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Thai travel agent organisations welcome visa exemption for Chinese

Written by World Events

Chinese tourists in Thai traditional costume at Wat Arun.

Thai travel agency sector leaders are welcoming the government’s plan to exempt visas for tourists from China, hoping that this will encourage more arrivals during the last quarter of the year and enabling Thailand to reach the target of five million visitors for the whole year.

Sisdivachr Cheewarattanaporn, president of the Association of Thai Travel Agents (ATTA), said that Chinese travel agents are excited about the prospect that the new Thai government is considering the lifting of visa requirements.

Chinese agents, said Sisdivachr, are confident that the visa free measure will encourage more Chinese to visit Thailand because, currently, obtaining a tourist visa from the Thai Embassy or Thai consular offices takes than it did before the COVID-19 pandemic.

If the visa free measure becomes effective on October 1st, which coincides with the Chinese National Day long holidays, he said that it is expected that Chinese arrivals will rise.

2,227,054 Chinese tourists arrived in Thailand during the first eight months of this year. If the monthly arrivals for the last four months average 700,000 a month, it is likely that the 5-million arrival target can be reached, he said.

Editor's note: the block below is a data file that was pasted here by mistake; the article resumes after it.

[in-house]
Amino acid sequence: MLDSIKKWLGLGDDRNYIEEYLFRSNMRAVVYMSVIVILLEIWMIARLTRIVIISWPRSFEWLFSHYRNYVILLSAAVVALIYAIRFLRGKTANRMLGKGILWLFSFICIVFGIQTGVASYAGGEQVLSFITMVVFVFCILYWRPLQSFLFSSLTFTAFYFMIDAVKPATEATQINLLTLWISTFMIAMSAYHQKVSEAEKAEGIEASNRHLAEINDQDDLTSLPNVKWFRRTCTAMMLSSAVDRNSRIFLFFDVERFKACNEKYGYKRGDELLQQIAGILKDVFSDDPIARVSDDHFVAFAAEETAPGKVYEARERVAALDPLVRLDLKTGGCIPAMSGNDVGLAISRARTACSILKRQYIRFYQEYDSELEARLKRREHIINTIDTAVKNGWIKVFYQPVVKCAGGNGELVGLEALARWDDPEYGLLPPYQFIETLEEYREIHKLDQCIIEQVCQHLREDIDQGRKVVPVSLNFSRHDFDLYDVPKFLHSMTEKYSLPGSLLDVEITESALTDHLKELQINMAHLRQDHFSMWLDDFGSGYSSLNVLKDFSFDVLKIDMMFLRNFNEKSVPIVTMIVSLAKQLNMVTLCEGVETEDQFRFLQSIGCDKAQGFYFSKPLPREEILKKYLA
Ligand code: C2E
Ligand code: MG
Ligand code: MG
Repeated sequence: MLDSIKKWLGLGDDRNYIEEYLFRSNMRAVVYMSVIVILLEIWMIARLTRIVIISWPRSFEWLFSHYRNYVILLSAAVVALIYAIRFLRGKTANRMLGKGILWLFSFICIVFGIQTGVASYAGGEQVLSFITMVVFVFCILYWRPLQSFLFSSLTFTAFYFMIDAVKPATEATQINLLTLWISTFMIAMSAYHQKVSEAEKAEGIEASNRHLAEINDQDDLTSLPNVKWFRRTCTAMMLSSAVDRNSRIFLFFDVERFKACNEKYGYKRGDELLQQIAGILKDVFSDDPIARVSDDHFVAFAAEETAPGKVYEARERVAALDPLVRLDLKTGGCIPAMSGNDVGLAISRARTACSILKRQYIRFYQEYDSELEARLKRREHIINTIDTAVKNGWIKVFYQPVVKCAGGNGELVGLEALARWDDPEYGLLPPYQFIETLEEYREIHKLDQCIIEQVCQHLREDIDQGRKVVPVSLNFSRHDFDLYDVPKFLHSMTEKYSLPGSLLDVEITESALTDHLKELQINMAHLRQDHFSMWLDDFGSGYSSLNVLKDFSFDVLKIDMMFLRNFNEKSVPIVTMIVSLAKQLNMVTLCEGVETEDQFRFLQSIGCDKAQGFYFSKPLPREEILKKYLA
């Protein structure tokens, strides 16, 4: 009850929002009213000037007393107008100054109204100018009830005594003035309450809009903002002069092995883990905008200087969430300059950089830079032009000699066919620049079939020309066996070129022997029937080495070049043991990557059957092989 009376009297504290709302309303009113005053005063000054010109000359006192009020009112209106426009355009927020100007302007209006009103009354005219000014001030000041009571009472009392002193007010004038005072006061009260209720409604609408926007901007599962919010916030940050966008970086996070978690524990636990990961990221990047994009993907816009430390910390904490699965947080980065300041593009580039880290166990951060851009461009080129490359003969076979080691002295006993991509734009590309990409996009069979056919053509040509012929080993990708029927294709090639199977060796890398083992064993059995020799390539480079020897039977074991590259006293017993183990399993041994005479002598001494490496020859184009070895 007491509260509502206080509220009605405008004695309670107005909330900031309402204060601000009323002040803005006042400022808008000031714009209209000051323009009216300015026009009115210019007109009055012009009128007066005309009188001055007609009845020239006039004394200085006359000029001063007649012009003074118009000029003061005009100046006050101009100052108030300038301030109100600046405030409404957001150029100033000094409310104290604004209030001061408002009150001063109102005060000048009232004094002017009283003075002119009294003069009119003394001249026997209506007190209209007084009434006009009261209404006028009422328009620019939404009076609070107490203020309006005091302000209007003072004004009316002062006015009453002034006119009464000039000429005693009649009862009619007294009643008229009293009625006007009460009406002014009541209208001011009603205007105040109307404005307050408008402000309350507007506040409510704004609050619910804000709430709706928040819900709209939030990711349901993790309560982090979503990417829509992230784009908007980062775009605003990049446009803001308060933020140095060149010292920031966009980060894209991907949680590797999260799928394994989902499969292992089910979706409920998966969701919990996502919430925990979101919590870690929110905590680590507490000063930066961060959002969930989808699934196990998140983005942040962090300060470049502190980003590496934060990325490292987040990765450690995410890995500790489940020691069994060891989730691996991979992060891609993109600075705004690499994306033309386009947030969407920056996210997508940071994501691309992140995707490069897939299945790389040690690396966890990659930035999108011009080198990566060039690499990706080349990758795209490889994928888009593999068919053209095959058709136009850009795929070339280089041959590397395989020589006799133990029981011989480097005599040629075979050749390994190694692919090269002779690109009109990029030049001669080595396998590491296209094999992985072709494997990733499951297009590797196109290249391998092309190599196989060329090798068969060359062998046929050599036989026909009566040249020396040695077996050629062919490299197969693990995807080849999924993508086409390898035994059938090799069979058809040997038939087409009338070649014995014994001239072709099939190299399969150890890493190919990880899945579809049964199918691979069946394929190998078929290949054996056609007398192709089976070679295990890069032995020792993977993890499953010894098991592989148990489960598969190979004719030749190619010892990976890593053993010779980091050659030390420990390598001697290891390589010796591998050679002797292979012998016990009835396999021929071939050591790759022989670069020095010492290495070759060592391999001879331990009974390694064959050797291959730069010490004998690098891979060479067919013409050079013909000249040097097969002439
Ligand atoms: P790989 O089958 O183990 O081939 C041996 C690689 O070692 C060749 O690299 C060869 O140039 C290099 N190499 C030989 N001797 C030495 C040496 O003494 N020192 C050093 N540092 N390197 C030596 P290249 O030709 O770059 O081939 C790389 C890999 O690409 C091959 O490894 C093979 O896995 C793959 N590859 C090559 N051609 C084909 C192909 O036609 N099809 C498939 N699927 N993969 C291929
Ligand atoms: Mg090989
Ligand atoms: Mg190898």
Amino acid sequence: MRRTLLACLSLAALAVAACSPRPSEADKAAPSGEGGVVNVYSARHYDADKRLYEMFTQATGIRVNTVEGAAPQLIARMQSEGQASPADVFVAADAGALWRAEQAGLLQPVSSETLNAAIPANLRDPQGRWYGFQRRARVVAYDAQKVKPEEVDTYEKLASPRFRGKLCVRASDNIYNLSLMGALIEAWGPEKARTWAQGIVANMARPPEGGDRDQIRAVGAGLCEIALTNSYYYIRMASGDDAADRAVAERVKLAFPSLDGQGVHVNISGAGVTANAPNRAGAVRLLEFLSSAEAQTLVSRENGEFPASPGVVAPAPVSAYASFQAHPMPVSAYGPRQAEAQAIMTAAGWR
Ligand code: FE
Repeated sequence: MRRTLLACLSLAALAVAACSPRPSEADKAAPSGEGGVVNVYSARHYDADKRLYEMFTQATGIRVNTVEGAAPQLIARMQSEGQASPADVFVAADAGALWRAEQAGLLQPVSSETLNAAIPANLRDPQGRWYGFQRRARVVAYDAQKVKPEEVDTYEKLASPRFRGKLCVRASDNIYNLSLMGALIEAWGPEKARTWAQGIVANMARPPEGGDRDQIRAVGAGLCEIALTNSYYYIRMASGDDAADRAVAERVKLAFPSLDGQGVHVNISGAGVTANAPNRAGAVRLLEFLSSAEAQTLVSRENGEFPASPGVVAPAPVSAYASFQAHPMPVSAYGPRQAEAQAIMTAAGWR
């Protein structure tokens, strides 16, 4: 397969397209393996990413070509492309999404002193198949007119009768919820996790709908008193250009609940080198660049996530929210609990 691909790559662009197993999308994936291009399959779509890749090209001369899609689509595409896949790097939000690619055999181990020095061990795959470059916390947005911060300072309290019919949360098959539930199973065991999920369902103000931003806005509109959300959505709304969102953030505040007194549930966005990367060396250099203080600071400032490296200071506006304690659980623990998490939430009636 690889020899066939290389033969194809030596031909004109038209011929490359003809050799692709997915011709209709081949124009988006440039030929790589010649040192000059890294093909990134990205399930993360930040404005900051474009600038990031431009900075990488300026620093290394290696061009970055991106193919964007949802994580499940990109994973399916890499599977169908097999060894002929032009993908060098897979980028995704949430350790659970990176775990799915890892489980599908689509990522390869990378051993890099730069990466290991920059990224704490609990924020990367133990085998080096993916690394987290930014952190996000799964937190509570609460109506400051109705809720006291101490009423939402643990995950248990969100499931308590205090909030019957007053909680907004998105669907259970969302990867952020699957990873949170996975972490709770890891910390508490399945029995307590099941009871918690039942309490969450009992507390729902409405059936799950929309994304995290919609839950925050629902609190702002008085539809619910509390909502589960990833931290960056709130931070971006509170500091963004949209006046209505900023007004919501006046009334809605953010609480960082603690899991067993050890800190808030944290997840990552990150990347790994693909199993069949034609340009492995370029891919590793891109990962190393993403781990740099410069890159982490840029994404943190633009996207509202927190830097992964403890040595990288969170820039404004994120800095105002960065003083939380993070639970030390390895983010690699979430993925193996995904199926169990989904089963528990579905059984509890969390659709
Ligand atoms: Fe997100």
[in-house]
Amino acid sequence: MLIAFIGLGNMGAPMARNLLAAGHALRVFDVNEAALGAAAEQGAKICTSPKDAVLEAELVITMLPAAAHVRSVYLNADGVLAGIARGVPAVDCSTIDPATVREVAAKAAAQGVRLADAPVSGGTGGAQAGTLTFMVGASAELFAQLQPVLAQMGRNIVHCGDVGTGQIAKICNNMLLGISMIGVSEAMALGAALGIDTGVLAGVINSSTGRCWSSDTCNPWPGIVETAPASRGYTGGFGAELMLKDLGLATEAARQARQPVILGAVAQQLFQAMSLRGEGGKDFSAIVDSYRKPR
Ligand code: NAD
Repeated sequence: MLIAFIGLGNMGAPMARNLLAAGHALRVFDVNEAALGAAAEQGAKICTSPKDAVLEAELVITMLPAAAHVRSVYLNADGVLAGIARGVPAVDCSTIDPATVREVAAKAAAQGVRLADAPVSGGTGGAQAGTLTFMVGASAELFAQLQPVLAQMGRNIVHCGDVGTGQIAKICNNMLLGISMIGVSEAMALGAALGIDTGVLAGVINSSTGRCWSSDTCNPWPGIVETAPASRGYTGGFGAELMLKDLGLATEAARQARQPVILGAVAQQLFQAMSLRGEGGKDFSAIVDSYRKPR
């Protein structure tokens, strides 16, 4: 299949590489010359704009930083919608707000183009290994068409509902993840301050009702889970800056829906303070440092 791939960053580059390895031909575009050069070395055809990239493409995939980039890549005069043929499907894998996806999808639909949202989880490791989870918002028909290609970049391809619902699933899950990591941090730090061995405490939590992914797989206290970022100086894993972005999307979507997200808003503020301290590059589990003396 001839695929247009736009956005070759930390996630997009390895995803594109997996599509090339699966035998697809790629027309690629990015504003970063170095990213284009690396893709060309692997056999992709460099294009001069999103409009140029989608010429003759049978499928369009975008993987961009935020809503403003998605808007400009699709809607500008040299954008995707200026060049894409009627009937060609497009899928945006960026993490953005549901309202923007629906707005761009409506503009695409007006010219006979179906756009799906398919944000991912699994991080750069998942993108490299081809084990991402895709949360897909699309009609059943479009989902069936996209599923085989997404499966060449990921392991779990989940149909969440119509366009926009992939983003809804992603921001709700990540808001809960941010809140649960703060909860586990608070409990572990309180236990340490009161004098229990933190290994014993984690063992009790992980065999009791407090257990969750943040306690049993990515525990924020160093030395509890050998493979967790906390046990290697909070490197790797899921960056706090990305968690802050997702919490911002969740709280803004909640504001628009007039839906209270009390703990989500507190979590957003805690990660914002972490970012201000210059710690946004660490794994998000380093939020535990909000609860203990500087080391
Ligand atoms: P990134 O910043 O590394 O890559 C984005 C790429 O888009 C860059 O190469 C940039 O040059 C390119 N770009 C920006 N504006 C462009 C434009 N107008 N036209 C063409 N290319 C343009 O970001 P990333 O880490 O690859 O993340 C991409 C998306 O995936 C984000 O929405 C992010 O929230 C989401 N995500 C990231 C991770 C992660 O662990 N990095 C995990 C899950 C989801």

He also said that he would like to know whether the government will grant visa exemption for just three months, from October to December, or for six months until next March, which is still within the tourist season and coincides with Chinese New Year, adding that, in the past, as many as 1.2 million Chinese tourists visited Thailand during the Chinese New Year holidays.

He suggested that the Thai government grant the visa exemption for just three months initially and extend the period for another three months if there is a substantial response from the Chinese.

The ATTA president said that of particular concern for many Chinese is safety from the threat posed by Chinese scam and criminal gangs, which have been preying on Chinese tourists.

Charoen Wangananont, president of Thai Travel Agents Association (TTAA), said that he doubts that Chinese tourists will return to Thailand in droves, like they did pre-COVID, due to the economic slowdown in China and travel restrictions imposed by the Chinese government.

Meanwhile, concern has been expressed in some circles outside tourism that visa exemption for Chinese tourists could be a double-edged sword, which may harm the country, despite the anticipated increased revenues from tourism.

Critics worry about the possible a revival of the “Zero Dollar” tours, a phenomenon which occurred many years ago when Thailand was flooded with such Chinese tourists who visited the country on budget packages, arranged by Chinese tour agencies.

Others warned that the measure may open the floodgates to more Chinese “grey business” using Thailand as their base for illegal and criminal activities, such as call centre operations, illegal gambling and money laundering.

About 12.4 million foreign tourists had arrived up to June 25th this year, including about two million Chinese. GDP growth for the second quarter of the year was 1.8%, which is below the 3.1% target.



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